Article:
The process for preservation requires experts trained in handling historical documents, as the documents must be handled with extreme care. They are unfolded, pacified, then encapsulated in special Mylar plastic sheets to protect them from further damage caused by exposure to air and moisture. The process being used will preserve these records for up to 300 years and prevent further deterioration of our historical records.

Services Available in the Historical Document Room

  • Public viewing of original documents
  • Requested copies for $1.00 per page

Historical Documents Available Online

As a public service, the documents that are made available over the Web are provided at no charge. Please note, while the clarity of some of the documents is exceptional, the quality of others is poor. This is directly related to the quality of the original document as well as the penmanship of the scribe in some instances. Click below to begin viewing these priceless historical documents.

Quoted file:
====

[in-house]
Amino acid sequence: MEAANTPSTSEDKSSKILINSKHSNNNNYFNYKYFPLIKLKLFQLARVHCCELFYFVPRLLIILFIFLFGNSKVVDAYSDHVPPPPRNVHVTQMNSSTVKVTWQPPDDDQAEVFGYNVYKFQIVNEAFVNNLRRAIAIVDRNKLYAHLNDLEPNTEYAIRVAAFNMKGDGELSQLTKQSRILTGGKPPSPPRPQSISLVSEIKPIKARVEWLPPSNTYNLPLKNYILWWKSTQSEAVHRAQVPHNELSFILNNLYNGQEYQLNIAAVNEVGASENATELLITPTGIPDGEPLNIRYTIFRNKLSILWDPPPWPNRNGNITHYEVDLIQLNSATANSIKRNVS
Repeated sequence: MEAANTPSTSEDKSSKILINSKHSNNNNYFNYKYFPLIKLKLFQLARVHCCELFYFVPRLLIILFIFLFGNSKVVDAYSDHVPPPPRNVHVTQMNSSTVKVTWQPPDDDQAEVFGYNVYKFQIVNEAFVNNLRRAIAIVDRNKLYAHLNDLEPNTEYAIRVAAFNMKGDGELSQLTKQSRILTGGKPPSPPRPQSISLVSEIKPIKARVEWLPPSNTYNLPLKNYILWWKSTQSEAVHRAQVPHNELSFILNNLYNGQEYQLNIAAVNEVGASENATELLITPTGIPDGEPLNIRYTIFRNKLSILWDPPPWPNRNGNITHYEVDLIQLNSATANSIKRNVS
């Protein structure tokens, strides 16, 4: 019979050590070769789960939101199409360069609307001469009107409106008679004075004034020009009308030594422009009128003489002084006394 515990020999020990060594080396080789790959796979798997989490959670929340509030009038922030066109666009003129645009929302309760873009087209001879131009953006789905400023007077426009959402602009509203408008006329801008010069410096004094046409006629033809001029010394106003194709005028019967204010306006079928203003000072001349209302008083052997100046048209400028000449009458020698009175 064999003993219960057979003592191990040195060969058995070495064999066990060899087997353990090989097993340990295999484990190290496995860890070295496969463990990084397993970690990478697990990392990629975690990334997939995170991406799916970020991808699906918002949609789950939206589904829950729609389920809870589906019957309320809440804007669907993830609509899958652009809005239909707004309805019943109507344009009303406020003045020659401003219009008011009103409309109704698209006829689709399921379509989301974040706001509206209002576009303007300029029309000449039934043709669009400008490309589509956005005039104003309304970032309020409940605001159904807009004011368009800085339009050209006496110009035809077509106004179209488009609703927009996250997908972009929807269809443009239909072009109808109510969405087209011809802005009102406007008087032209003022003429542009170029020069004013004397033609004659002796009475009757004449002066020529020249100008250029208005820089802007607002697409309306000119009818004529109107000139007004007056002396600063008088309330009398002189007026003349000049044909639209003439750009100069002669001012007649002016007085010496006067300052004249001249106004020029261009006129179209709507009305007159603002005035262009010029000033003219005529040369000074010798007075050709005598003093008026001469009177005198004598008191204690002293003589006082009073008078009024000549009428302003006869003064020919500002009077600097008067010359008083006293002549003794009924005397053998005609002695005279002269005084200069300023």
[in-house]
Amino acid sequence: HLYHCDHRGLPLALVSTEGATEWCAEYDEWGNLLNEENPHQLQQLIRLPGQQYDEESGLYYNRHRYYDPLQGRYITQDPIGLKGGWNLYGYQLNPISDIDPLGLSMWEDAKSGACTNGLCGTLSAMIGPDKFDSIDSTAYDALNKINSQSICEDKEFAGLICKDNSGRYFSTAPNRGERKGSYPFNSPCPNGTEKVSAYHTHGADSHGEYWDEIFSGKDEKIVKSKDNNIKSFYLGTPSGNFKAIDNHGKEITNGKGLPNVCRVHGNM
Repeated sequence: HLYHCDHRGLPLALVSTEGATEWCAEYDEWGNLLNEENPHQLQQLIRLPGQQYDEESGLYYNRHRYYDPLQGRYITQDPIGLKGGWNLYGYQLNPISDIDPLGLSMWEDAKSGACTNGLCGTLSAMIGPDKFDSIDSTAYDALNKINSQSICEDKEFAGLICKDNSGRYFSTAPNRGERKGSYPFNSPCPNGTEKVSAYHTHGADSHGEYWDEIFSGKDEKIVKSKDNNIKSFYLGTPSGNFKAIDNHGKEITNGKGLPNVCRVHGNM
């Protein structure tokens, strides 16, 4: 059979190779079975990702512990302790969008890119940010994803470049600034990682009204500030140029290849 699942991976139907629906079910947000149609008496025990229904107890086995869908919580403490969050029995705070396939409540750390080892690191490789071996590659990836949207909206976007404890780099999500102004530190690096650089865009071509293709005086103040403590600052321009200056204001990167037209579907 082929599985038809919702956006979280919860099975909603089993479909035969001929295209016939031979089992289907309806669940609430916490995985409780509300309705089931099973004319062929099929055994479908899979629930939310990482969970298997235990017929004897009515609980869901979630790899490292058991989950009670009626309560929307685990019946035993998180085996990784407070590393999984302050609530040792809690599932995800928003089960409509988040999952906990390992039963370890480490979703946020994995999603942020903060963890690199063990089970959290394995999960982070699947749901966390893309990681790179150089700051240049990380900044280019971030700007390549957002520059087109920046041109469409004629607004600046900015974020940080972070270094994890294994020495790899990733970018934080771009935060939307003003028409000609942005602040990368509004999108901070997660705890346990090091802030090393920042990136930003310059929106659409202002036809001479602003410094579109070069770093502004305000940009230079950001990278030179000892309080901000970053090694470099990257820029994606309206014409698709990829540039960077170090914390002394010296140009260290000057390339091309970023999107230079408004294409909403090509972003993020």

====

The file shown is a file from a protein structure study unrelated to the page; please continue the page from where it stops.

View Online

Historical Case Of The Month

The Honorable Judge Mark Davidson has been instrumental in the development of the Harris County District Court Historical Document Project. An avid legal history buff, Judge Davidson continues to write and serve as a special advisor to the ongoing Case Of the Month articles.


Documents offered into evidence at trial are not always kept in the records of the District Clerk. In modern times, the documents are kept by the court reporter to be sent to the higher courts in the event of an appeal. In the 19th Century, before transcription of evidence was common, documents sometimes found their way to the case file, where they have remained. The most shocking document I have found in the Harris County District Clerk files is a case styled Tilley v. Scranton, filed on May 19, 1855.